Elan CEO Says Alternatives Exist If Investors Reject DealMakiko Kitamura
Elan Corp. Chief Executive Officer Kelly Martin said alternative plans are ready in case shareholders vote against transactions it proposed in the face of a hostile takeover offer from Royalty Pharma.
An extraordinary general meeting of shareholders will be held on June 17, when investors will vote on four proposed transactions, including a $1 billion investment in Theravance Inc.’s royalties. Royalty Pharma has said its takeover offer is contingent on Elan investors voting against the Theravance deal.
“There’s always a plan B and a C,” Martin told reporters after Elan’s annual shareholder meeting today in Dublin, where the company is based. If the transactions are rejected, “you would see Elan immediately announce a Plan B, because that’s a strong signal from shareholders.”
Elan shareholders have expressed differing views on the value of the Theravance deal, based on varying assessments from brokerages, Chairman Robert Ingram said at the media briefing.
“We take nothing for granted,” Ingram said in response to a question on whether there is concern that the vote will be unfavorable for Elan. “To the degree that there is that uncertainty, we will work very diligently with those shareholders to try and answer those questions.”
The other three proposals Elan shareholders will vote on were announced earlier this month and include a $340 million takeover of Vienna-based AOP Orphan Pharmaceuticals AG. The company also plans to issue $800 million in debt.
Elan is considering several more transactions, including more royalty-type deals, potentially for obesity and diabetes treatments, Martin said.
The company is keeping “an open mind” with respect to Amarin Corp., Ingram said in response to a shareholder’s question. Dublin-based Amarin this year began marketing Vascepa, a treatment for severely high levels of triglycerides. The decision disappointed some investors, who had expected Amarin to sell itself or license the product to a bigger drugmaker.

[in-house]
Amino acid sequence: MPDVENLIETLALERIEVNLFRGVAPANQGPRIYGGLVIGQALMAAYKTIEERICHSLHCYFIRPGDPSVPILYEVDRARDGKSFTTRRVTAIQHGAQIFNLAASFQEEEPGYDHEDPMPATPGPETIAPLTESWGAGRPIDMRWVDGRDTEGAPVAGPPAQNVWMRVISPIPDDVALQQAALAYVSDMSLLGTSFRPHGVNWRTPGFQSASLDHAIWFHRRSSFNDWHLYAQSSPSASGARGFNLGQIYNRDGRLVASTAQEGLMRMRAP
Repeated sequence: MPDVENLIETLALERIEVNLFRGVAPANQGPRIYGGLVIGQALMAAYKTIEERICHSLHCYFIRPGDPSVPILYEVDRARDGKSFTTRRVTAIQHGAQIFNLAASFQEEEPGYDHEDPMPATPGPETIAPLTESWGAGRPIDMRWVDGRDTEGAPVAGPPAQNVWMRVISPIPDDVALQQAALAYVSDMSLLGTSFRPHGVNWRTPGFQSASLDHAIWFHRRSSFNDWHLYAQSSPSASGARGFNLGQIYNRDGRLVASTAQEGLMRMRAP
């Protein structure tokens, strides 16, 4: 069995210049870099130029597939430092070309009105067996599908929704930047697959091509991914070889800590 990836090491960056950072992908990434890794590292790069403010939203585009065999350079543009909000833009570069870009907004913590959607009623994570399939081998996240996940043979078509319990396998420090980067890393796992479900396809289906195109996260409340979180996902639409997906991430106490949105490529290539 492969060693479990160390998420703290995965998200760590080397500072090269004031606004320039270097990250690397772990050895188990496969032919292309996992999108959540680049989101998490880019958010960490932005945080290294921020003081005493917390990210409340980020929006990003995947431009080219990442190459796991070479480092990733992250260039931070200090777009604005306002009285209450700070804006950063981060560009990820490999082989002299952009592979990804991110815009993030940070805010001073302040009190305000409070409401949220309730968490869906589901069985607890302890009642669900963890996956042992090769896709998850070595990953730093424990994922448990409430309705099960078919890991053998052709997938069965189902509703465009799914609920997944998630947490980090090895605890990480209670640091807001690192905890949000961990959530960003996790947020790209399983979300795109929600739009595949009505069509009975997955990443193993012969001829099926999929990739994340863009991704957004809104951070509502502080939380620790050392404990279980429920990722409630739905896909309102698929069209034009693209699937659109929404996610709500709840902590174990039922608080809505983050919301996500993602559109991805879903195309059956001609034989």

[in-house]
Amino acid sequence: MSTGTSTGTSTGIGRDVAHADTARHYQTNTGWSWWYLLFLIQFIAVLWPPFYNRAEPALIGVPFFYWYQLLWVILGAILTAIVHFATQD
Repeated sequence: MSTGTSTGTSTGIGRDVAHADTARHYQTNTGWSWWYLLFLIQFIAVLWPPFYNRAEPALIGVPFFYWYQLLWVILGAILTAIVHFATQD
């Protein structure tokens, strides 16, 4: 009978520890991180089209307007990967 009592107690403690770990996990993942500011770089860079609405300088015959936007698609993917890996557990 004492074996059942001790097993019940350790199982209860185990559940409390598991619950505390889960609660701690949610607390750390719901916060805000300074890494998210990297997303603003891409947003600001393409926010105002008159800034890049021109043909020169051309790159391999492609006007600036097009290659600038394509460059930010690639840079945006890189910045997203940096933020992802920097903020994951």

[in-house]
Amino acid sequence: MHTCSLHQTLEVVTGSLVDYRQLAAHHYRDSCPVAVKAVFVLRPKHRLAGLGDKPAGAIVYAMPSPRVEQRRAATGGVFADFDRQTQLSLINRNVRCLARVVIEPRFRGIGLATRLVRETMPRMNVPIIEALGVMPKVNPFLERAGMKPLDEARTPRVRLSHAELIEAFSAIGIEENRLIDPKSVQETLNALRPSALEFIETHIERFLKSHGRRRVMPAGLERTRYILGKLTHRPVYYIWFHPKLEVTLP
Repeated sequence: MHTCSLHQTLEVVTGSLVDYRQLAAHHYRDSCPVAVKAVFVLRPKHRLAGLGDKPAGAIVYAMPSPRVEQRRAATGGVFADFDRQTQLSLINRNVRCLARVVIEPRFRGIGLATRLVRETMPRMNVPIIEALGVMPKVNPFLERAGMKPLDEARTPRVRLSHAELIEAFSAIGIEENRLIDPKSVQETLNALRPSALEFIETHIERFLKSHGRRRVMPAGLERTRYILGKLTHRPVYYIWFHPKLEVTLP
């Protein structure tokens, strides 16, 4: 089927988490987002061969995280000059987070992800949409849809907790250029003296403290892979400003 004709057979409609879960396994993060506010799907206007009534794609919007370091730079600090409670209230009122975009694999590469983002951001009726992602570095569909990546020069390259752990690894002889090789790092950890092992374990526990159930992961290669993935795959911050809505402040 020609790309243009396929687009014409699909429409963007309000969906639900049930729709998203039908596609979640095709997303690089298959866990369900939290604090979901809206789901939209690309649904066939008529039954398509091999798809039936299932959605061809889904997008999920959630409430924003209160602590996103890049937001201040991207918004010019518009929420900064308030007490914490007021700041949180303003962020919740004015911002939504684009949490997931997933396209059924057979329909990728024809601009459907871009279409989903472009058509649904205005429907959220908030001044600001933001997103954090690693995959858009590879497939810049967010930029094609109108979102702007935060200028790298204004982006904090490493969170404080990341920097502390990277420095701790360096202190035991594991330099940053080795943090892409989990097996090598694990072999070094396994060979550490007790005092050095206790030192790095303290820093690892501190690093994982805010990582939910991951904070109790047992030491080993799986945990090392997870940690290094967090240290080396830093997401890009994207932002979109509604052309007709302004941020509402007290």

“That is still an opportunity we are considering,” Ingram said when asked about Vascepa. Amarin rose 8.1 percent to close at $6.98 in New York.
Royalty raised its bid for Elan to $6.4 billion on May 20 from a previous bid of $5.7 billion. The all-cash offer is valued at $12.50 per American depositary receipt. The ADRs rose less than 1 percent to $12.49 at the close in New York.
Pablo Legorreta, Royalty’s founder and a former Lazard banker, is pursuing Elan after Martin, a former Merrill Lynch & Co. banker, initially offered to buy Royalty.
An acquisition by Royalty would enable Elan shareholders to avoid the risks of Martin’s strategy of reinvesting the $3.25 billion Elan received from Biogen Idec Inc. for divesting its stake in the multiple sclerosis drug Tysabri, Royalty has said. Elan has said it will pay investors dividends directly linked to Tysabri sales as a 20 percent share of the royalty received from Biogen.
Fidelity Investments, Wellington Management Co. and BlackRock Inc. are among money managers that have cut their stakes in Elan in recent weeks in a sign the firms are content with Royalty Pharma’s offer, Legorreta said in an interview this week.
JPMorgan Chase & Co., Bank of America Corp. and Groton Partners are advising Royalty Pharma. Elan’s financial advisers include Davy Corporate Finance, Morgan Stanley, Ondra Partners and Citigroup Inc.
Founded in 1996, Royalty Pharma owns royalty interests in 38 approved and marketed pharmaceutical products. In 2004, the firm bought Memorial Sloan-Kettering Cancer Center’s U.S. royalty interest in Amgen Inc.’s Neupogen drug.